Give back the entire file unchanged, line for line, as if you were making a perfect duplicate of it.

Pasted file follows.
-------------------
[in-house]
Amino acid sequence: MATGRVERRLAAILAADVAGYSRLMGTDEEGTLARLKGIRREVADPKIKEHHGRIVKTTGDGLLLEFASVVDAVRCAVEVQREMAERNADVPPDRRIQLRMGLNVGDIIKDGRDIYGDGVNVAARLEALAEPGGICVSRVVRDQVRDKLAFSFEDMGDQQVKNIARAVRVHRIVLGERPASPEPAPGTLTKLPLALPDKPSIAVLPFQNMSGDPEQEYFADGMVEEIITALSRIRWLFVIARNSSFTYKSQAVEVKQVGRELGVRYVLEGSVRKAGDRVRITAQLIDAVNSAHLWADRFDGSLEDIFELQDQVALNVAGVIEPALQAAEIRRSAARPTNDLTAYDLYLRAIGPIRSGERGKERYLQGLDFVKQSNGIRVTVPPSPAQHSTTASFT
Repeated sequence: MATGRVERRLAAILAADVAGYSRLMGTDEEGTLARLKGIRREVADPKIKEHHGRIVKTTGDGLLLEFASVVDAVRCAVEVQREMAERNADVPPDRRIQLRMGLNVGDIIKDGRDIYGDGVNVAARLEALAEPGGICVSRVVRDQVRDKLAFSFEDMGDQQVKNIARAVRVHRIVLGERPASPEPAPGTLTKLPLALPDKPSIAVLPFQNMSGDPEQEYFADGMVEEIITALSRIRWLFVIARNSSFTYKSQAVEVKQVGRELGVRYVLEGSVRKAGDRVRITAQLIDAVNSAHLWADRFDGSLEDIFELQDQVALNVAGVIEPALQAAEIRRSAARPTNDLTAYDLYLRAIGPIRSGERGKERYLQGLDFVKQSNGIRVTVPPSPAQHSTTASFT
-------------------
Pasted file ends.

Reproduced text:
[in-house]
Amino acid sequence: MATGRVERRLAAILAADVAGYSRLMGTDEEGTLARLKGIRREVADPKIKEHHGRIVKTTGDGLLLEFASVVDAVRCAVEVQREMAERNADVPPDRRIQLRMGLNVGDIIKDGRDIYGDGVNVAARLEALAEPGGICVSRVVRDQVRDKLAFSFEDMGDQQVKNIARAVRVHRIVLGERPASPEPAPGTLTKLPLALPDKPSIAVLPFQNMSGDPEQEYFADGMVEEIITALSRIRWLFVIARNSSFTYKSQAVEVKQVGRELGVRYVLEGSVRKAGDRVRITAQLIDAVNSAHLWADRFDGSLEDIFELQDQVALNVAGVIEPALQAAEIRRSAARPTNDLTAYDLYLRAIGPIRSGERGKERYLQGLDFVKQSNGIRVTVPPSPAQHSTTASFT
Repeated sequence: MATGRVERRLAAILAADVAGYSRLMGTDEEGTLARLKGIRREVADPKIKEHHGRIVKTTGDGLLLEFASVVDAVRCAVEVQREMAERNADVPPDRRIQLRMGLNVGDIIKDGRDIYGDGVNVAARLEALAEPGGICVSRVVRDQVRDKLAFSFEDMGDQQVKNIARAVRVHRIVLGERPASPEPAPGTLTKLPLALPDKPSIAVLPFQNMSGDPEQEYFADGMVEEIITALSRIRWLFVIARNSSFTYKSQAVEVKQVGRELGVRYVLEGSVRKAGDRVRITAQLIDAVNSAHLWADRFDGSLEDIFELQDQVALNVAGVIEPALQAAEIRRSAARPTNDLTAYDLYLRAIGPIRSGERGKERYLQGLDFVKQSNGIRVTVPPSPAQHSTTASFT